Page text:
Robot-Assisted Cardiac Procedures
A doctor guides robotic arms to do surgery on the heart. The surgery is done through several tiny keyhole incisions.
Reasons for Procedure
Robot-assisted cardiac procedures are done to treat a variety of conditions:
mitral valve repair
may be used to treat:
- Stenosis —narrowing of the mitral valve
- Regurgitation—leakage of the mitral valve
coronary artery bypass grafting
may be used to treat:
- Blockages in the heart’s arteries
- Severe chest pain such as angina that has not improved with medications
- Robot-assisted atrial septal defect repair may be used to treat a hole between the upper chambers of the heart that does not close properly during fetal development.
- Robot-assisted biventricular pacemaker lead placement may be used to treat heart failure due to atrial fibrillation , which is an irregular heart rhythm in the upper chambers of the heart.
|Pacemaker leads implanted in heart to maintain normal rhythm.|
|Copyright © Nucleus Medical Media, Inc.|
Benefits of robot-assisted cardiac procedures may include:
- Increased range of motion with the robotic arms
- Ability to filter out human hand tremor and translate the doctor’s larger hand movements into smaller ones
- Reduced trauma to the body
- Shorter hospital stay
- Faster recovery
Problems from the procedure are rare, but all procedures have some risk. Your doctor will review potential problems, like:
- Damage to nearby organs or structures in the chest
- Blood clots
- Anesthesia-related problems
Some factors that may increase the risk of complications include:
- Prior heart attack or heart surgery
- Increased age
- Excessive alcohol intake
- Uncontrolled thyroid disease
Be sure to discuss these risks with your doctor before the surgery.
What to Expect
Prior to Procedure
Depending on the reason for your surgery, your doctor may do the following:
- Physical exam
- Blood and urine tests
- Electrocardiogram (EKG)
- Coronary angiogram
- Chest x-ray
- CT scan
- MRI scan
Leading up to the procedure:
- Talk to your doctor about your medications. You may be asked to stop taking some medications up to one week before the procedure.
- Take antibiotics if instructed.
- Follow a special diet if instructed.
- Shower the night before using antibacterial soap if instructed.
- Arrange for someone to drive you home from the hospital. Also, have someone to help you at home.
- Eat a light meal the night before. Do not eat or drink anything after midnight.
There are two options for anesthesia:
- General anesthesia —blocks pain and keeps you asleep through the surgery
- Local anesthesia with sedation—just the area that is being operated on is numbed, given as an injection
Description of the Procedure
Several keyhole openings will be cut in the spaces between the ribs. Next, a small camera will be passed through one of the incisions. This small camera is called an endoscope. It will light, magnify, and project an image of the organs onto a monitor. The endoscope will be attached to one of the robotic arms. The other arms will hold instruments for grasping, cutting, dissecting, and suturing. These may include:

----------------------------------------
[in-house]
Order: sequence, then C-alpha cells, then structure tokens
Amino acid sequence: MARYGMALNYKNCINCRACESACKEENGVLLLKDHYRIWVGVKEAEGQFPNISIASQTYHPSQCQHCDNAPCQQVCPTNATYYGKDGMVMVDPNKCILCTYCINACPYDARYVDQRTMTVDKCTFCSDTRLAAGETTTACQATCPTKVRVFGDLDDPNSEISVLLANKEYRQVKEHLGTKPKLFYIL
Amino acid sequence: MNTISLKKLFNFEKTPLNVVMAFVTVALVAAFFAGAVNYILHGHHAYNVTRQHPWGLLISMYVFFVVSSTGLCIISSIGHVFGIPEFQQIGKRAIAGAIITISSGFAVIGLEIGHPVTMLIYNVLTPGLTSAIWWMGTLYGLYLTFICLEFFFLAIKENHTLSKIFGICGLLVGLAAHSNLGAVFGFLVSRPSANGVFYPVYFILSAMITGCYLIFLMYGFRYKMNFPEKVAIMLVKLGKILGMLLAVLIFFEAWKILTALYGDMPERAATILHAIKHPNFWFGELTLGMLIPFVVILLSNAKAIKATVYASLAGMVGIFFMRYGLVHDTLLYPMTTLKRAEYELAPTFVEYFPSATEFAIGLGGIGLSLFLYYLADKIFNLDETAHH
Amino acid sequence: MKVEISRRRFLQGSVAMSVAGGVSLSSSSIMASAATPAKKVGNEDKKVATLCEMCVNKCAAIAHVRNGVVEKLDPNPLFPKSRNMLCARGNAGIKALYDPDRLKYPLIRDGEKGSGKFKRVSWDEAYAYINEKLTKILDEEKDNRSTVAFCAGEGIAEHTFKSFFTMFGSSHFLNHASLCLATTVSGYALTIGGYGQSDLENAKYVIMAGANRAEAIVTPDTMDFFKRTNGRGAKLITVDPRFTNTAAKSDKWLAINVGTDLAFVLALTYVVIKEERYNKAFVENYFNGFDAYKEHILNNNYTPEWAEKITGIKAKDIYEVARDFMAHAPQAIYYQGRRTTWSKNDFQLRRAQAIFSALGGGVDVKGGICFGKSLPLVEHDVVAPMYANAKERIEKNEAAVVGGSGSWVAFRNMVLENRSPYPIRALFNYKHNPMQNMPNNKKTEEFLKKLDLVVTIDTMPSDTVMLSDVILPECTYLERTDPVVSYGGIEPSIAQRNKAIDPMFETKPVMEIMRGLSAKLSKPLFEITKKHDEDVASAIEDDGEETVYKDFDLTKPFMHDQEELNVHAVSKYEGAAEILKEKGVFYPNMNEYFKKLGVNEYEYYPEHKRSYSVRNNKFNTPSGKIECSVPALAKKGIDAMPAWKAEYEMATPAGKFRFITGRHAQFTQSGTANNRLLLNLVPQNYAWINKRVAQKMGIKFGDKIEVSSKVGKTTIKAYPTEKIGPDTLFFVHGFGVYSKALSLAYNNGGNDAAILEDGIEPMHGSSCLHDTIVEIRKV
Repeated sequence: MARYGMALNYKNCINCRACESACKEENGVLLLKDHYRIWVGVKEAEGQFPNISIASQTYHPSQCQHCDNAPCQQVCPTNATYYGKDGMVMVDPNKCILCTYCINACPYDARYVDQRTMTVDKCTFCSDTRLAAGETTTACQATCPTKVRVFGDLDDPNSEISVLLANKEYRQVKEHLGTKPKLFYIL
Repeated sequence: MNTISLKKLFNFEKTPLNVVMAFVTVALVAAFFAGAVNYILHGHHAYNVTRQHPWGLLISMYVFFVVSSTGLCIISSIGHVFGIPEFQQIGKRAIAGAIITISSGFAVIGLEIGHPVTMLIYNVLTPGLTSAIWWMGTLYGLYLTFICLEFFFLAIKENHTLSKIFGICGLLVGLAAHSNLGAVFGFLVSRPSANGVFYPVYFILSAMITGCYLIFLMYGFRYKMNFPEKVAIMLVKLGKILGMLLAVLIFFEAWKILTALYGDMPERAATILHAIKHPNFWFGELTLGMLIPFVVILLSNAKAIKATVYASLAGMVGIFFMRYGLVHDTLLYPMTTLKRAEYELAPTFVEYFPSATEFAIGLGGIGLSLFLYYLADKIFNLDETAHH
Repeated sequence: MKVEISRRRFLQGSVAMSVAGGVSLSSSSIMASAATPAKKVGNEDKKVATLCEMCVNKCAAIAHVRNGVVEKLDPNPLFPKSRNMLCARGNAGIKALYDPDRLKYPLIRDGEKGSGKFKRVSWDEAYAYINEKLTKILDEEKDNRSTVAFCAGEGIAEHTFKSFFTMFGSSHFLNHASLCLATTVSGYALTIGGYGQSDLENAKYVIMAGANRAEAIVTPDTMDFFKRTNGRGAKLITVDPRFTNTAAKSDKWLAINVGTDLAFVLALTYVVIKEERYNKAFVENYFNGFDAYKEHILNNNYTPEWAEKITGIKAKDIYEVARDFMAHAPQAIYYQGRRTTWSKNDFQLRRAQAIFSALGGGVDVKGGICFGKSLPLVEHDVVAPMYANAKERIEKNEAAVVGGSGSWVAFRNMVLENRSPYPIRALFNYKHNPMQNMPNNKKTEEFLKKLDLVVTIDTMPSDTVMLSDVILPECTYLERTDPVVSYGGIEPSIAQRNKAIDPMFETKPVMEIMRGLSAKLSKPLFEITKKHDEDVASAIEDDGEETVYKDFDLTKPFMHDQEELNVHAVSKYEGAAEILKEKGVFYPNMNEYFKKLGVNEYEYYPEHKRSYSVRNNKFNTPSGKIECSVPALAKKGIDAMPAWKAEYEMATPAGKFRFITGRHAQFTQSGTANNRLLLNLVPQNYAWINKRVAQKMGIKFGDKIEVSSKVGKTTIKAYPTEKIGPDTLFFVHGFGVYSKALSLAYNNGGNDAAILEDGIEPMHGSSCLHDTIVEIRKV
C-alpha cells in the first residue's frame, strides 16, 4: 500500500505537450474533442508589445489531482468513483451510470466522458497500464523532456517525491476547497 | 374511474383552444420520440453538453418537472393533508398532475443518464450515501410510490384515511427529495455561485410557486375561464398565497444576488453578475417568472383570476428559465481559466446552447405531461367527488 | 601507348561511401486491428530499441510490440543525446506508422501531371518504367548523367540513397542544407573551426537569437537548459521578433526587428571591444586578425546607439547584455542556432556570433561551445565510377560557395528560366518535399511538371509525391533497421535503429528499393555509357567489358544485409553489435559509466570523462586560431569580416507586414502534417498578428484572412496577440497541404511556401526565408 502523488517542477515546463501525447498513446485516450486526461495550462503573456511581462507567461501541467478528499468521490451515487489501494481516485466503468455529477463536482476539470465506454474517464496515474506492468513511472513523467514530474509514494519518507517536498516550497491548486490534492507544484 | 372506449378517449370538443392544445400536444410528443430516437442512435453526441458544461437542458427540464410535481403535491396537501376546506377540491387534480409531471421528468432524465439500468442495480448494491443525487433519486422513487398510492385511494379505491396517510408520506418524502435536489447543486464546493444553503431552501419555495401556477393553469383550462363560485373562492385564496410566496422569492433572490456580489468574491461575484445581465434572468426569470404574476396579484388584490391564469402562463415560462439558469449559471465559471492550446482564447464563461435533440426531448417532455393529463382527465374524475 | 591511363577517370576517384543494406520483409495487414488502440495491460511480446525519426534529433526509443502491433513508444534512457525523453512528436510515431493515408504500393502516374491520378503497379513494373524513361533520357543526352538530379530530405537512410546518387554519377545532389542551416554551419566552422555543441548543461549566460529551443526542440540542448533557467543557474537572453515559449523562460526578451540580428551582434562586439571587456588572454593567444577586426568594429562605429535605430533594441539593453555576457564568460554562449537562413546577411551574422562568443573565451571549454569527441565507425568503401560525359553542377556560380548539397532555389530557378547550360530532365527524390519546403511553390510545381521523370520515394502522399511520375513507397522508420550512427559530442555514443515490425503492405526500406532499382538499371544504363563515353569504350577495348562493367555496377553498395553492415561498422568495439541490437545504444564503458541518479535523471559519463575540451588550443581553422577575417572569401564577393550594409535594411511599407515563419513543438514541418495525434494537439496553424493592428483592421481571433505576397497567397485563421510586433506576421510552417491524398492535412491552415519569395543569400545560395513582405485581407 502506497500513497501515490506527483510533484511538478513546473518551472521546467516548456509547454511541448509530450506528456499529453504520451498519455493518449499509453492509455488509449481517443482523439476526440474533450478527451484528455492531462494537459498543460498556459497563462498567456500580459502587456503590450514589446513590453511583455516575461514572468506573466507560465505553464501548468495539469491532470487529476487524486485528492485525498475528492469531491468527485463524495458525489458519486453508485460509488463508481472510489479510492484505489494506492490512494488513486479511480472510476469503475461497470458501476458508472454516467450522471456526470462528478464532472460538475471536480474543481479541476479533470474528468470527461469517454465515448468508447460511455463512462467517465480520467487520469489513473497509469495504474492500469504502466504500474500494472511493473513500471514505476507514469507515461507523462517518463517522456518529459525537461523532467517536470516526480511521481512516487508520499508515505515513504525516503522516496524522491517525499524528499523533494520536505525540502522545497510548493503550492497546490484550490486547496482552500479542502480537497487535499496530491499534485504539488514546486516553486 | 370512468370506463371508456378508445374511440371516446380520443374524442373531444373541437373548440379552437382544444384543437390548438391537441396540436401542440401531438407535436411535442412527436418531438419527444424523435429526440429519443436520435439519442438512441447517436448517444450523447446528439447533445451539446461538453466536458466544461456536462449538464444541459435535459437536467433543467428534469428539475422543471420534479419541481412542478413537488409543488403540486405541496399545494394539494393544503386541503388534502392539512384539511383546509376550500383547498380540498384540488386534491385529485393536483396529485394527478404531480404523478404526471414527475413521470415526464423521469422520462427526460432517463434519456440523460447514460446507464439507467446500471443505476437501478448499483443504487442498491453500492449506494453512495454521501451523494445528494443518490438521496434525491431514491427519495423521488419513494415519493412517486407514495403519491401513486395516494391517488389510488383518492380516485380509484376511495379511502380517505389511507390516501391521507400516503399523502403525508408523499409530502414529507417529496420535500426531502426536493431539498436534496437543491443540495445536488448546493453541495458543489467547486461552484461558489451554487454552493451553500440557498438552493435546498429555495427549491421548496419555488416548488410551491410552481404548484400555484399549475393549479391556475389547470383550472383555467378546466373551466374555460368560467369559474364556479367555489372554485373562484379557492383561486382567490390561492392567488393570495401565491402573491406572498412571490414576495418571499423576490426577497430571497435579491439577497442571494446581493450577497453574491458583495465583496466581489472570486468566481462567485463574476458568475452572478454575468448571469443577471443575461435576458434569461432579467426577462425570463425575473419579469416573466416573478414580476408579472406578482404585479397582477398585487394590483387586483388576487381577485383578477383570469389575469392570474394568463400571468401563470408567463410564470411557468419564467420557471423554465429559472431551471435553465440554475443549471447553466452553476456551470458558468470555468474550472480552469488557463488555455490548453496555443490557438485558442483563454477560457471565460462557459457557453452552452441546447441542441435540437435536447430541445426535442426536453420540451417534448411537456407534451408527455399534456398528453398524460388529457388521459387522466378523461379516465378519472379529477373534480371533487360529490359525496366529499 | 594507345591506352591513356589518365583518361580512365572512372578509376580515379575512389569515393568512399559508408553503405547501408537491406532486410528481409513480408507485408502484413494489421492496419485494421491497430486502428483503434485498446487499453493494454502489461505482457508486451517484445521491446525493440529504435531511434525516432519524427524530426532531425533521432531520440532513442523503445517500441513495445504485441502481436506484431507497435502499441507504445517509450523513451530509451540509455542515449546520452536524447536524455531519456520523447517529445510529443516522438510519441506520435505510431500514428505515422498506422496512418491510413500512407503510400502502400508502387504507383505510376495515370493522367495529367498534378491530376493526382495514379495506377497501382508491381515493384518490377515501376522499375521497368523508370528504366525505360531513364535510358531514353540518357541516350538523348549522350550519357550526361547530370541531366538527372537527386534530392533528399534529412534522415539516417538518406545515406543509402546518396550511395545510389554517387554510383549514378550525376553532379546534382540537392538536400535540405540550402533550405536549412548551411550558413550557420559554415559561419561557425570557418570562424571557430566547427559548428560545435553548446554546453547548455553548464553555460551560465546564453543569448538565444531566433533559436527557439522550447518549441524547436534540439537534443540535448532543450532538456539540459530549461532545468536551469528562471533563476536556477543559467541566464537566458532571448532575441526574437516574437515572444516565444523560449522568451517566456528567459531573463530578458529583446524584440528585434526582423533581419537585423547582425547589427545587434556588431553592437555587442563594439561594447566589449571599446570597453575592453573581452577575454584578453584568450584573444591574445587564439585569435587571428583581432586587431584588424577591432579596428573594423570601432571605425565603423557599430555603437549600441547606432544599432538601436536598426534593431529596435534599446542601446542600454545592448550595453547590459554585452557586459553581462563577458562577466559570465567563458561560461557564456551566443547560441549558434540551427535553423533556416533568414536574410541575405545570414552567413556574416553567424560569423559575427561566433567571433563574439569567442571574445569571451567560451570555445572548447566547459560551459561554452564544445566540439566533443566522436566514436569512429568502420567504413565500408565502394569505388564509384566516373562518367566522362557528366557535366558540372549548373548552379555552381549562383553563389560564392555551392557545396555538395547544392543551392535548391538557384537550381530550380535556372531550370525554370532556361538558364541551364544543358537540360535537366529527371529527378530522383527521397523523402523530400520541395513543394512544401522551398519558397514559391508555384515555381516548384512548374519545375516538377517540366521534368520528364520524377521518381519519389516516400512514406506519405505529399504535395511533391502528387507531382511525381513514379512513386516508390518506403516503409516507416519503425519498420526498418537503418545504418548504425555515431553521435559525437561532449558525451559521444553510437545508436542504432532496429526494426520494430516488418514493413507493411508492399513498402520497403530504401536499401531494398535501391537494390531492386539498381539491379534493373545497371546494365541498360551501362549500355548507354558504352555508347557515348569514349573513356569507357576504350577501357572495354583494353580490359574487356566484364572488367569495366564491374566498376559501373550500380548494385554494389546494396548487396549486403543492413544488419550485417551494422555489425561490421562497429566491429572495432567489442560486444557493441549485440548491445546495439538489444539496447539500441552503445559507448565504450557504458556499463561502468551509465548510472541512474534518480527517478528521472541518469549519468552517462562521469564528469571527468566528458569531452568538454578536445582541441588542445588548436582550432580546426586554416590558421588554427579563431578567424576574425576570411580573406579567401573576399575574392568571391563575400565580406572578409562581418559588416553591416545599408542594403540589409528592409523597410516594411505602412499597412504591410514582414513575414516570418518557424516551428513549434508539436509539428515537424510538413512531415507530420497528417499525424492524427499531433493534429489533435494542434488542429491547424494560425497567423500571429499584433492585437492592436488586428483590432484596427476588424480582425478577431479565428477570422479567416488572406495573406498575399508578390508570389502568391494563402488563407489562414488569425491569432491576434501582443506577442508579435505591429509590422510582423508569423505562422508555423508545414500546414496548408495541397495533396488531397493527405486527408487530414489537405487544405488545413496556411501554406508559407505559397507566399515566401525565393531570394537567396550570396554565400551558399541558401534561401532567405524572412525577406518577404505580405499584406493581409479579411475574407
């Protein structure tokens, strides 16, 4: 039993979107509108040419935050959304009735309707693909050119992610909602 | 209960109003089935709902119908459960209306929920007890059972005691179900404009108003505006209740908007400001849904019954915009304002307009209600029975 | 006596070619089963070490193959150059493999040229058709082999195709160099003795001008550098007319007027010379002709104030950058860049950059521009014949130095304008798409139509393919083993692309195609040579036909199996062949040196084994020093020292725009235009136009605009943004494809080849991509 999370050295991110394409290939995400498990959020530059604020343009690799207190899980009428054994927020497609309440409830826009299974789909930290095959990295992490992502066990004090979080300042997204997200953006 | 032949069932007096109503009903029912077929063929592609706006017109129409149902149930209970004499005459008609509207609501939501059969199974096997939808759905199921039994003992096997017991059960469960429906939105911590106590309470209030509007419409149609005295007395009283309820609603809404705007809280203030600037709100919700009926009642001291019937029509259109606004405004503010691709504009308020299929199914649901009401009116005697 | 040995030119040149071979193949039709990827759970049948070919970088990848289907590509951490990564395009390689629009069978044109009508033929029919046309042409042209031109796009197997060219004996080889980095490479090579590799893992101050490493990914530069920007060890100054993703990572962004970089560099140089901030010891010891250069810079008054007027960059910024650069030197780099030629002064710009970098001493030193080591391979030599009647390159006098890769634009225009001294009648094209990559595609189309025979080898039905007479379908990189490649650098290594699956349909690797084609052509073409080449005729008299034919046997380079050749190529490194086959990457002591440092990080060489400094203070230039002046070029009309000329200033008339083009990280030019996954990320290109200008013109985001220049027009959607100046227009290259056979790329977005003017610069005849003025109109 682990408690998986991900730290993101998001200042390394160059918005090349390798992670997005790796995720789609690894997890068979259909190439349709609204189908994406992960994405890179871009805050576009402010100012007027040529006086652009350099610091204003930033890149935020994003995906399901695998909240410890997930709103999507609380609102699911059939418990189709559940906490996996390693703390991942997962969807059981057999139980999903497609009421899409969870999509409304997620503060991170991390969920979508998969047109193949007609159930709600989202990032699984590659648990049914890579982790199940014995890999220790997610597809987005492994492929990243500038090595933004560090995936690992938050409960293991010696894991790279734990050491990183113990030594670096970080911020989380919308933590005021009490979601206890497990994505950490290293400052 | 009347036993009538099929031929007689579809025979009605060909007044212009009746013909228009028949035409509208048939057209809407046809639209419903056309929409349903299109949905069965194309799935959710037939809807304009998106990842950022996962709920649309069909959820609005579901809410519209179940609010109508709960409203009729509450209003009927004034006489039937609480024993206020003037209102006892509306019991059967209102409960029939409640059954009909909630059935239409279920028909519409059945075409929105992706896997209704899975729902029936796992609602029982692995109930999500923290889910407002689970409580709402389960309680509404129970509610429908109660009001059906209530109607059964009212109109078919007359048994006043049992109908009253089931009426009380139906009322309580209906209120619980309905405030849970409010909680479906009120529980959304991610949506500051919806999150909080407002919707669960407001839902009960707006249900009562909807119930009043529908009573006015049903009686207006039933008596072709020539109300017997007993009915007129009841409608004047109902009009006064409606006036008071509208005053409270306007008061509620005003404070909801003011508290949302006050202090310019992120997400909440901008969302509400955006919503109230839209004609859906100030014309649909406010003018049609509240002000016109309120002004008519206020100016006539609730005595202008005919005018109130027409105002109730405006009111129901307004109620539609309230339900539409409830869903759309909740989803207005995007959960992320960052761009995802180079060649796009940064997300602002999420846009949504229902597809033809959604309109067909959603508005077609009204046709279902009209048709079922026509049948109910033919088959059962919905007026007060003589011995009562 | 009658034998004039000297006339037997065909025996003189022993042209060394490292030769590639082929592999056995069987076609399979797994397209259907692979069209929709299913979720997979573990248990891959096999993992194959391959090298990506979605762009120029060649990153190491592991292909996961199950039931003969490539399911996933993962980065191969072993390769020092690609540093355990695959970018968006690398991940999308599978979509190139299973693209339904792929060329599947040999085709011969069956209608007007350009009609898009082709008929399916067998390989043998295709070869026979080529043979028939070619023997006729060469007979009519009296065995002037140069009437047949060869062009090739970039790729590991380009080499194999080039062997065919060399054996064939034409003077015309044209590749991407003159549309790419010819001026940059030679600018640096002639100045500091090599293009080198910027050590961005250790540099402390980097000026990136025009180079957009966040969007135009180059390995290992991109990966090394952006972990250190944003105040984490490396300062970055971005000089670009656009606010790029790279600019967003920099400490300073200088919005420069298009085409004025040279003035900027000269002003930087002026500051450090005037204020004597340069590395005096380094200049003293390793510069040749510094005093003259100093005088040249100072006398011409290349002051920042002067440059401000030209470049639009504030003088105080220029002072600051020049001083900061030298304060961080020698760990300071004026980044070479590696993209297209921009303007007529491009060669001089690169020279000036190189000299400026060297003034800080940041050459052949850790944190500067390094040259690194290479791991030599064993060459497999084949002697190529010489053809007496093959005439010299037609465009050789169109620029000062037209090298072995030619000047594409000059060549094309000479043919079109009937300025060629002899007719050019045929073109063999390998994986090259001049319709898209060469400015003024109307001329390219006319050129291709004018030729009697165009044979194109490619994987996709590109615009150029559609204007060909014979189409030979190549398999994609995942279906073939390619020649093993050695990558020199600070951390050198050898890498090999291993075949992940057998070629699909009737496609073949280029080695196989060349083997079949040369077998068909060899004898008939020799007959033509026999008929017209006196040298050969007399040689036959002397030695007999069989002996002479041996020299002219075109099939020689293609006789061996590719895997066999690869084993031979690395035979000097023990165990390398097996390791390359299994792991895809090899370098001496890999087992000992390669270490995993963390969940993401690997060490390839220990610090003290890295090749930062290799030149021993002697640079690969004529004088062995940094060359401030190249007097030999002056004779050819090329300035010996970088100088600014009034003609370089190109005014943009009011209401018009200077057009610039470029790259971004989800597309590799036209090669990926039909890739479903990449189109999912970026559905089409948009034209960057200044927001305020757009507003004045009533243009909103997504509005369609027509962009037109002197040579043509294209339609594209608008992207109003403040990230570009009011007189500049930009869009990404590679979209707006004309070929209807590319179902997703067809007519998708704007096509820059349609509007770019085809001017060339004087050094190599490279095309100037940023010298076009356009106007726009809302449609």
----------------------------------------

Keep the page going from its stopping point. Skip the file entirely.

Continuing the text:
While sitting at a console near the operating table, the doctor will use lenses to look at a magnified 3D image of the inside of the chest. Another doctor will stay by the operating table and adjust the camera and instruments. The robotic arms and tools will be guided with joystick-like controls and foot pedals. After the instruments are removed, incisions will be closed with sutures or staples.
Immediately After Procedure
After the procedure, you will be:
- Moved to the intensive care unit (ICU)
- Closely monitored
- Encouraged to sit up and move around soon after surgery
How Long Will It Take?
Usually 1-4 hours, depending on the procedure
How Much Will It Hurt?
Anesthesia will prevent pain during surgery. Pain and discomfort after the procedure can be managed with medications.
Average Hospital Stay
This procedure is done in a hospital setting. The usual length of stay depends on the procedure you had done. Your doctor may need to keep you longer if you have any problems.
When you return home, do the following to help ensure a smooth recovery:
- Do deep breathing and coughing exercises.
- Wash the incisions with mild soap and water.
- Limit certain activities, such as driving and strenuous activity.
- Enroll in a cardiac rehabilitation program.
Call Your Doctor
It is important for you to monitor your recovery after you leave the hospital. Alert your doctor to any problems right away. If any of the following occur, call your doctor:
- Signs of infection, including fever and chills
- Redness, swelling, increasing pain, excessive bleeding, or discharge from an incision site
- Cough, shortness of breath, or chest pain
- Rapid weight gain
- Pain and/or swelling in your feet, calves, or legs
- Headache, feeling faint or lightheaded
- New or worsening symptoms
If you think you have an emergency, call for medical help right away.
- Michael Woods, MD
- Reviewed: 05/2014
- Updated: 05/29/2014
All EBSCO Publishing proprietary, consumer health and medical information found on this site is accredited by URAC. URAC's Health Web Site Accreditation Program requires compliance with 53 rigorous standards of quality and accountability, verified by independent audits. To send comments or feedback to our Editorial Team regarding the content please email us at HLEditorialTeam@ebscohost.com.
This content is reviewed regularly and is updated when new and relevant evidence is made available. This information is neither intended nor implied to be a substitute for professional medical advice. Always seek the advice of your physician or other qualified health provider prior to starting any new treatment or with questions regarding a medical condition.